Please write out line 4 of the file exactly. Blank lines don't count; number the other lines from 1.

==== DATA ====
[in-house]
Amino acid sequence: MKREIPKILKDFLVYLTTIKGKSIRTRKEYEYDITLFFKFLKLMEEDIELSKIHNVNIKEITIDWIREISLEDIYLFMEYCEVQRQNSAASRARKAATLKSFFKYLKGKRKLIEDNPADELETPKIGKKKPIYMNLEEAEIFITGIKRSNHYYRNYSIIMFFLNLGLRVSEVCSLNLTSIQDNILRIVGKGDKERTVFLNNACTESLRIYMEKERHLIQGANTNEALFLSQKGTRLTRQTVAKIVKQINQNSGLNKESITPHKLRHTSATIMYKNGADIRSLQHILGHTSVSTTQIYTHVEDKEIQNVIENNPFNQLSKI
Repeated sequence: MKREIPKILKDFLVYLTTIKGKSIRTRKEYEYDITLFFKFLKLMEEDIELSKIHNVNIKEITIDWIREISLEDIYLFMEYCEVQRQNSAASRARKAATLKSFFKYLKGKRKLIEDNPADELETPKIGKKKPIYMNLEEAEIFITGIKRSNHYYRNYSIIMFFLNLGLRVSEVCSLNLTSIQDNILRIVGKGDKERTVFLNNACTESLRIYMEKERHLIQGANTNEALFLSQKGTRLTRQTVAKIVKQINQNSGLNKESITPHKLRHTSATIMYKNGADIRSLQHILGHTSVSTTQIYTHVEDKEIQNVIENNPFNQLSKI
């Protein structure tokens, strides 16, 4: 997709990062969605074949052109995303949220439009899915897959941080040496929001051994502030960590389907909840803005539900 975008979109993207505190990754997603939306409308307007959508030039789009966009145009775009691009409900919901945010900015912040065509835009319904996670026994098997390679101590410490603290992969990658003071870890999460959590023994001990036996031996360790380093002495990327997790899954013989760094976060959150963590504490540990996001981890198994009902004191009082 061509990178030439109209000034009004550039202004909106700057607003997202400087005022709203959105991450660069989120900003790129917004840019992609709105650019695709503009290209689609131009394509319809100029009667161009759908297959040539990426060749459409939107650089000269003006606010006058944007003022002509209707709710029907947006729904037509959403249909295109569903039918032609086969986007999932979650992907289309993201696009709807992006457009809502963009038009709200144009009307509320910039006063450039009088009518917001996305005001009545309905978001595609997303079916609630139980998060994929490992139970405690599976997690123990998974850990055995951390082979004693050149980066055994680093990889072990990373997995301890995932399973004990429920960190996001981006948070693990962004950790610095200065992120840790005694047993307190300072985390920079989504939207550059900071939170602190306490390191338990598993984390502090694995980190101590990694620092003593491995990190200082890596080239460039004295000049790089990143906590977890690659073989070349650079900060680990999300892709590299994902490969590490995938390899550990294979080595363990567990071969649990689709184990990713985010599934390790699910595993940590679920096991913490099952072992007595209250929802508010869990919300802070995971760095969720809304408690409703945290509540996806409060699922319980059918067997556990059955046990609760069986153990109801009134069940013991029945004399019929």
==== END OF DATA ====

């Protein structure tokens, strides 16, 4: 997709990062969605074949052109995303949220439009899915897959941080040496929001051994502030960590389907909840803005539900 975008979109993207505190990754997603939306409308307007959508030039789009966009145009775009691009409900919901945010900015912040065509835009319904996670026994098997390679101590410490603290992969990658003071870890999460959590023994001990036996031996360790380093002495990327997790899954013989760094976060959150963590504490540990996001981890198994009902004191009082 061509990178030439109209000034009004550039202004909106700057607003997202400087005022709203959105991450660069989120900003790129917004840019992609709105650019695709503009290209689609131009394509319809100029009667161009759908297959040539990426060749459409939107650089000269003006606010006058944007003022002509209707709710029907947006729904037509959403249909295109569903039918032609086969986007999932979650992907289309993201696009709807992006457009809502963009038009709200144009009307509320910039006063450039009088009518917001996305005001009545309905978001595609997303079916609630139980998060994929490992139970405690599976997690123990998974850990055995951390082979004693050149980066055994680093990889072990990373997995301890995932399973004990429920960190996001981006948070693990962004950790610095200065992120840790005694047993307190300072985390920079989504939207550059900071939170602190306490390191338990598993984390502090694995980190101590990694620092003593491995990190200082890596080239460039004295000049790089990143906590977890690659073989070349650079900060680990999300892709590299994902490969590490995938390899550990294979080595363990567990071969649990689709184990990713985010599934390790699910595993940590679920096991913490099952072992007595209250929802508010869990919300802070995971760095969720809304408690409703945290509540996806409060699922319980059918067997556990059955046990609760069986153990109801009134069940013991029945004399019929």